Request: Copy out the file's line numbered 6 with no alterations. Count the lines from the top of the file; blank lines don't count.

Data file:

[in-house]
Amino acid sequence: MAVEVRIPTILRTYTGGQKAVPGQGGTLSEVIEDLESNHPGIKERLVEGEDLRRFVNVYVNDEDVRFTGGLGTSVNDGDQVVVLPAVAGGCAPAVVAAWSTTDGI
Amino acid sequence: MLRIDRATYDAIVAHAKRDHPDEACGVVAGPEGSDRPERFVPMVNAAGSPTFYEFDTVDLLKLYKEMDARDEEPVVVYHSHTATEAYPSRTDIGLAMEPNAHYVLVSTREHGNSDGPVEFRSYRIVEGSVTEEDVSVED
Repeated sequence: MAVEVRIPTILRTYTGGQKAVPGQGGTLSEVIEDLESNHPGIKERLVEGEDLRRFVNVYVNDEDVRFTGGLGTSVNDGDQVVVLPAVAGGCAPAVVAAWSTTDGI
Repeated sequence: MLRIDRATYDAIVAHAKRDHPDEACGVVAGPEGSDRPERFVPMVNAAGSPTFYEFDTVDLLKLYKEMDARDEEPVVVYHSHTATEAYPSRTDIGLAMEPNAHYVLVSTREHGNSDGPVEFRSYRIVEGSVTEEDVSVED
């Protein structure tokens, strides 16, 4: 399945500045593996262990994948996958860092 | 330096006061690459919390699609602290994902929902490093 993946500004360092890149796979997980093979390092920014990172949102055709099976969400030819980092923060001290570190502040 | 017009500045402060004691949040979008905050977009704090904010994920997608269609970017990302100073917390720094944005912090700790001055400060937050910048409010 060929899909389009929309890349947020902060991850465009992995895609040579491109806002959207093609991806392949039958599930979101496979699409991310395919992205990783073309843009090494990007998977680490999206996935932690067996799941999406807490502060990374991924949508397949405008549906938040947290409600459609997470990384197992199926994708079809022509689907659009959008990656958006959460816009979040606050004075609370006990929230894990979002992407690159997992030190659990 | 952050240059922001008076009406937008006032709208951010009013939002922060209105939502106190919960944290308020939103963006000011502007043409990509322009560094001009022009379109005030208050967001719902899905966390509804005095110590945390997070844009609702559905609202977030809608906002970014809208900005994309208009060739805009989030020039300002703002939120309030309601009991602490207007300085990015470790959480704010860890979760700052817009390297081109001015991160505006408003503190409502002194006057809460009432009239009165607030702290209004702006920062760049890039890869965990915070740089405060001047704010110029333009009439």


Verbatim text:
């Protein structure tokens, strides 16, 4: 399945500045593996262990994948996958860092 | 330096006061690459919390699609602290994902929902490093 993946500004360092890149796979997980093979390092920014990172949102055709099976969400030819980092923060001290570190502040 | 017009500045402060004691949040979008905050977009704090904010994920997608269609970017990302100073917390720094944005912090700790001055400060937050910048409010 060929899909389009929309890349947020902060991850465009992995895609040579491109806002959207093609991806392949039958599930979101496979699409991310395919992205990783073309843009090494990007998977680490999206996935932690067996799941999406807490502060990374991924949508397949405008549906938040947290409600459609997470990384197992199926994708079809022509689907659009959008990656958006959460816009979040606050004075609370006990929230894990979002992407690159997992030190659990 | 952050240059922001008076009406937008006032709208951010009013939002922060209105939502106190919960944290308020939103963006000011502007043409990509322009560094001009022009379109005030208050967001719902899905966390509804005095110590945390997070844009609702559905609202977030809608906002970014809208900005994309208009060739805009989030020039300002703002939120309030309601009991602490207007300085990015470790959480704010860890979760700052817009390297081109001015991160505006408003503190409502002194006057809460009432009239009165607030702290209004702006920062760049890039890869965990915070740089405060001047704010110029333009009439």